When the ride first began three decades ago, chaplains were not well received. But through a pattern of consistency and compassion, a deep respect and appreciation for chaplains has grown and continues to expand. Now, the senior chaplain (Hubbell) rides in the lead formation directly behind the empty slot, which represents POWs, MIAs, and military personnel killed in action. The remaining chaplains ride in the back of the pack, prepared to respond with the medics to any emergency.
Tragically, the first day of the ride, one of the riders in an advanced element, which prepares the way for gas stops and meals ahead of the main body of riders, was killed in an accident. It was the first death in the 30-year history of the ride.
“As a chaplain, you hope you never have to deal with something like this,” Hubbell says.
However, the response of the chaplains was so compassionate and thorough, it changed the complexion of the rest of the ride.
The day after the accident, chaplains sought out, spoke to, and prayed with the seven other members of the advanced crew. The effort to find each one resulted in one of the riders stopping everything and standing in front of the platoons to share the story and let riders know that the chaplains weren’t just there for the ride, but were there to take care of them.
“That short speech kicked open the door for people to open up to us and let us minister to them,” Gryder says. “The rest of the way, we had so many opportunities to minister to people one-on-one, we were working harder that we ever had — up at 4:30 each morning, talking to people, and then staying up late each night talking to more people . . . between all of the chaplains, we spoke to hundreds of bikers.”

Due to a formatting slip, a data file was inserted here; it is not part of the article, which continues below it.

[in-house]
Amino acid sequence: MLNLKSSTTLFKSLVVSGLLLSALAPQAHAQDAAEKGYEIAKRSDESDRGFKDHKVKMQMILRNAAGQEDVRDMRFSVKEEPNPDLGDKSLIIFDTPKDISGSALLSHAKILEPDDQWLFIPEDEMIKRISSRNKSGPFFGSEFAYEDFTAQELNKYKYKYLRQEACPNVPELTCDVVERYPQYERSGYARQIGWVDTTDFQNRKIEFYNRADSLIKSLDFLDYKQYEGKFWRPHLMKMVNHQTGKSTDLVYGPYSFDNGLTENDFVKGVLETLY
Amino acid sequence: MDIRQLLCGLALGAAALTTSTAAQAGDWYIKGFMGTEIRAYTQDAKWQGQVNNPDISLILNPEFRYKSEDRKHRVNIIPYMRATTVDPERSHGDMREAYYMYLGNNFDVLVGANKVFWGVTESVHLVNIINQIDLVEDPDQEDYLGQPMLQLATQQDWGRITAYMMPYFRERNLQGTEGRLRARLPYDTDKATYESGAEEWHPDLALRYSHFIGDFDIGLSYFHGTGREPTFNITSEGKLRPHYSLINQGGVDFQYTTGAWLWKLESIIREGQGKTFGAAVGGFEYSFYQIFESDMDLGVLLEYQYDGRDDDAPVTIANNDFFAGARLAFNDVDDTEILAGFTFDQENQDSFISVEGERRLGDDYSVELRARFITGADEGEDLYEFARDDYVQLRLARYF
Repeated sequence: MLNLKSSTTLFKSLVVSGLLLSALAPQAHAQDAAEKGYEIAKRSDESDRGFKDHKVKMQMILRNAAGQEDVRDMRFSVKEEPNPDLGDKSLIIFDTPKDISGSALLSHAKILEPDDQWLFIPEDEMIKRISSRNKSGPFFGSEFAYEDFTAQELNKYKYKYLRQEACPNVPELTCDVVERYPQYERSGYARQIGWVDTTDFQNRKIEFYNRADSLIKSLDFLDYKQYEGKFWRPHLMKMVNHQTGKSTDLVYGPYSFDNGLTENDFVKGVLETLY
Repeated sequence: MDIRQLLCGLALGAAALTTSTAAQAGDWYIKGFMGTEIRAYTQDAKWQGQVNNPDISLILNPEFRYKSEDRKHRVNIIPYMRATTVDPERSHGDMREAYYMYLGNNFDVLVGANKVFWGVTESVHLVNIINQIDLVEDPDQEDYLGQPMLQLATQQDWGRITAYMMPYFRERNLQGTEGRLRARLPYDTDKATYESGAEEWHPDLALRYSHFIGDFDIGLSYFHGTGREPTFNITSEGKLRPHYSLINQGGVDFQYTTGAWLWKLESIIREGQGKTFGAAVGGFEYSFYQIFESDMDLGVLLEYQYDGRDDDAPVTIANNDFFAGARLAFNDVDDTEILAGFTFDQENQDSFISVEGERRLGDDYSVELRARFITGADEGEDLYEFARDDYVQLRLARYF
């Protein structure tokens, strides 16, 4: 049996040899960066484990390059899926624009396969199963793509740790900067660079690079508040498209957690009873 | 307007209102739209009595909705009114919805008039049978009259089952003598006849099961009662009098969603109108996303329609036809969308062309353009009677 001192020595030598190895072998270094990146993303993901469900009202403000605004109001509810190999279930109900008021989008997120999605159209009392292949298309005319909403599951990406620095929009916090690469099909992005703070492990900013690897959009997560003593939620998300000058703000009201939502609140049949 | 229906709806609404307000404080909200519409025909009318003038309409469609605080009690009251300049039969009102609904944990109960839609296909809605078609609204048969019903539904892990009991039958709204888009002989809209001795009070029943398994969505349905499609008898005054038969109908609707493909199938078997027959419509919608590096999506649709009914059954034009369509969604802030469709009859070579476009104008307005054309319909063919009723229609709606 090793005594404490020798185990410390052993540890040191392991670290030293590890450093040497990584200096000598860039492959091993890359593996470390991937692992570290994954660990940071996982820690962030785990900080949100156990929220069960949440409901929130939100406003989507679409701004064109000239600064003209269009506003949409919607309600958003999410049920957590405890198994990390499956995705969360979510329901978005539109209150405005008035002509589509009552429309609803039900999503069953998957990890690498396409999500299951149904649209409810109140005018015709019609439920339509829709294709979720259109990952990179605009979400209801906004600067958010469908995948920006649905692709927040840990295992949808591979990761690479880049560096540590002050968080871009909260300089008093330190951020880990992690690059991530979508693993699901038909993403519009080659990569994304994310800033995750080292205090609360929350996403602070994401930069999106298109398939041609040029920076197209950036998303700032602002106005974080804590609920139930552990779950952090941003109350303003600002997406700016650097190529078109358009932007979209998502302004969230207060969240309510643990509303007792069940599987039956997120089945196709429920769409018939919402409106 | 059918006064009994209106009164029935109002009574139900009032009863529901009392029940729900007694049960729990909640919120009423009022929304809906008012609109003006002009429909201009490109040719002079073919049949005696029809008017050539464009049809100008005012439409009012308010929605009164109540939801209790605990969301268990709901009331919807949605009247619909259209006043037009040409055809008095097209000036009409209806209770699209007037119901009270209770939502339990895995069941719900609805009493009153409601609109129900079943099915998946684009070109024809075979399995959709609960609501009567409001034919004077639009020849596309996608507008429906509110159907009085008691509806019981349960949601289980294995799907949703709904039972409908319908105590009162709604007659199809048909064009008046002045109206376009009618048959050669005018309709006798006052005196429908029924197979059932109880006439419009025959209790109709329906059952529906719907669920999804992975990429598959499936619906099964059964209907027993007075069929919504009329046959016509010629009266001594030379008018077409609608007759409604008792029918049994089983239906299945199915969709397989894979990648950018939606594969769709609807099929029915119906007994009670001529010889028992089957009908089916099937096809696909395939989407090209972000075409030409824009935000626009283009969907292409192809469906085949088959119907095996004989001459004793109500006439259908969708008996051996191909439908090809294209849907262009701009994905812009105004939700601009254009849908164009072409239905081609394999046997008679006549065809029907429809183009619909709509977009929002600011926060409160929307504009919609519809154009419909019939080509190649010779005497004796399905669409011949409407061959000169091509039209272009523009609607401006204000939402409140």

“It was a terrible thing [the accident],” Hubbell agrees, “but it made so many opportunities to minister as people began to reflect on every aspect of life.”
Three of the AG motorcycle chaplains taking part in this ride (Hubbell, Gryder, and Keith Turcotte) are current Assemblies of God U.S. missionaries, former AG pastors, and part of the National Leadership Team for HonorBound Motorcycle Ministry, which is a cooperative effort between AG Men’s Ministries and U.S. Missions Chaplaincy Ministries. HonorBound is recognized as the national motorcycle ministry of the Assemblies of God. One of the groups’ goals is to train Christian motorcyclists in evangelism and discipleship. This year, nearly a dozen members of HonorBound did the Run for the Wall.
A number of the HonorBound riders are ministers, with many in the process of pursuing credentials. However, in order to serve as a chaplain, a minister must first have done the full ride at least once previously.
Although they did not do the actual run from coast to coast, Chaplain Howard Raney, who is also a U.S. missionary and member of HonorBound, and several ministers from Arkansas met the Run for the Wall riders on the East Coast, adding to the number of chaplains and ministers available to bikers who were struggling with their war experiences or simply needed a listening ear. Raney says he makes the trip because he believes it is important for him to thank veterans and to let them know that he loves them and so does Jesus.
“Countless people have come up and thanked me for encouraging them or to let me know they found God,” Hubbell says. “We’re in a time of harvest. Up to this point, there has been a lot of resistance as this is not a Christian run. But there’s definitely a godly influence there now — people trust us and come seeking us on a regular basis. It was a very challenging, but very productive ride.”